The breakdown or allocation of reliability goals or objectives to elements within the product.
  • Renkin Scale
    Used to measure low temperatures in the Fahrenheit scale. Similar to Kelvin which is used to measure low temperatures in the Centigrade system.
  • Repeller
    A second impeller used to lower the stuffing box pressure.
  • Reproducibility
    The variation in the average of measurements made by different operators using the same gage when measuring identical characteristics of the same parts.
  • Resilience
    The property of a material that enables it to return to its original size and shape after removal of the stress which causes the deformation. The energy returned by vulcanized rubber when it is suddenly released from a state of strain or deformation. The returned energy, expressed as a percentage of the original potential energy, is a measure of the resilience. Various rebound testers are used to measure rebound (Bashore, Lupke).
  • Retarder
    Any substance whose presence ill relatively small proportion retard a chemical reaction. Specifically, a substance which when added in small proportion to a rubber compound, retards the rate of vulcanization. An anti-scorching agent; examples, phthalic anydride, salicylic acid.
  • Reverse Balance
    A common type of hydraulic balance used on outside mounted mechanical seals.
  • Reversion
    A deterioration of physical properties that may occur upon excessive vulcanization of some elastomers, evidenced by a decrease in hardness and tensile strength, and an increase in elonga- tion; (2) A similar change in proper- ties after air aging at elevated temperatures. Natural rubber, butyl, polysulfides and epichlorobydrin polymers exhibit this effect (extreme reversion may result in tackiness). Most other polymers will harden and suffer loss of elongation on hot air aging. The softening of some vulcanized rubbers when they are heated too long. Usually accompanied by an increase in extensibility, a decrease in tensile strength and a lowering of the stress required to produce a given elongation. Extreme reversion may result in tackiness; the rubbers “revert” to an unvulcanized then to a non-polymeric condition.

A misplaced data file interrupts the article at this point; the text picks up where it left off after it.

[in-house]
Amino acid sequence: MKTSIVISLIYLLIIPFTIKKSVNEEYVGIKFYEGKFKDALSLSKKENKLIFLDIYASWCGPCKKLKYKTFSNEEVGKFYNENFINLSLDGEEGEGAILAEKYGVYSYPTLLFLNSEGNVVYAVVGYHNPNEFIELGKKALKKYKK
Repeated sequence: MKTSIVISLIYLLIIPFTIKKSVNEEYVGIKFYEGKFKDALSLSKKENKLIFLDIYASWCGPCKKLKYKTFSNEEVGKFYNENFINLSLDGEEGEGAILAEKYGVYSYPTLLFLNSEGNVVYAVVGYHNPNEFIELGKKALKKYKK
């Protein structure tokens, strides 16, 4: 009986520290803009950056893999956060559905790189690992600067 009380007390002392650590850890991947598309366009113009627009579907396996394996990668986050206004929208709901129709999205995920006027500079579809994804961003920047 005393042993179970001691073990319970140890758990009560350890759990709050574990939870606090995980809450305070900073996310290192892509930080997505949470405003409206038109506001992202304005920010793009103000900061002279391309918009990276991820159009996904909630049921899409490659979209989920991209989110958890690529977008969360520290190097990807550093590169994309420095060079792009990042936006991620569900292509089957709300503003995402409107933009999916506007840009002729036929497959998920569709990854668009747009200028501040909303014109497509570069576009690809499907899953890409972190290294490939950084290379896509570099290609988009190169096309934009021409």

• Rheology
    The science of deformation and flow of matter. Deals with the laws of plasticity, elasticity and viscosity and their connections with paints, plastics, rubber, oils, glass, cement, etc…
  • Rheometer (Monsanto)
    An oscillating disk cure meter used for determining vulcanization characteristics of a rubber compound.
  • Rigid Shaft
    A shaft with a rotating speed lower than its first critical speed.
  • Rimseal
    A sealing device used on the rim of round plate or rim of a wheel.
  • Rings
    Round sealing devices.
  • RMS (Root Mean Square)
    A measure of surface finish or smoothness. Metric uses C.L.A. or centerline average for the same purpose.
  • Rockwell “C”
    The scale most often used to measure hardness of the hard seal face.
  • Rod Seals
    Any seal used on the rod of a hydraulic or pneumatic cylinder made from rubber or plastic.
  • Rollers
    A round, flat ring used as a wheel or guide.
  • Rotary Seals
    Seals used on rotating shafts – see lips seals, grease seals, oil seals.
  • Rotating Seal
    When the spring loaded or moveable portion of the seal rotates with the shaft.
  • Roto Glyd
    A flat plastic, PTFE or Teflon ring used on a rotating shaft.
  • Rotocure
    Rotory press.
  • Rubber
    A material that exhibits elastic properties that allow recovery from large deformations quickly and forcibly. A tough, waterproof substance obtained through polyme- ric synthesis or in natural form from the sap of various species of plants or trees.
  • Rubber Latex
    Colloidal aqueous emulsion of an elastomer
  • Run Out
    Twice the distance that the center of the shaft is displaced from the axis of rotation.
  • Scorch
    Premature vulcanization of a rubber compound, generally due to excessive heat history. Also see Mooney Scorch;
  • Scorching
    A term frequently used to denote premature vulcanization of a rubber compound, occurring on a mill or calender, or in an extruder. Same as burning or “setting up”.
  • Scraper Rings
    A ring which rides tight against a rod, with a sharp lip to scrape or wipe off excess oil, dirt or dust in a hydraulic or pneumatic cylinder.
  • Scrapers
    Also, called a wiper ring – A ring which rides tight against a rod, with a sharp lip to scrape or wipe off excess oil, dirt or dust in a hydraulic or pneumatic cylinder.
  • Seal